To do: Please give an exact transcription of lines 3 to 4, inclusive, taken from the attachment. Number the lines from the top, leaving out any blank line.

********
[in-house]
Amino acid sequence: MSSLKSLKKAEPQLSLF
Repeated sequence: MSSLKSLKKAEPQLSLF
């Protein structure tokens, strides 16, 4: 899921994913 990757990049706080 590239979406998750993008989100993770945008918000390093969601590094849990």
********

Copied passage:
Repeated sequence: MSSLKSLKKAEPQLSLF
């Protein structure tokens, strides 16, 4: 899921994913 990757990049706080 590239979406998750993008989100993770945008918000390093969601590094849990």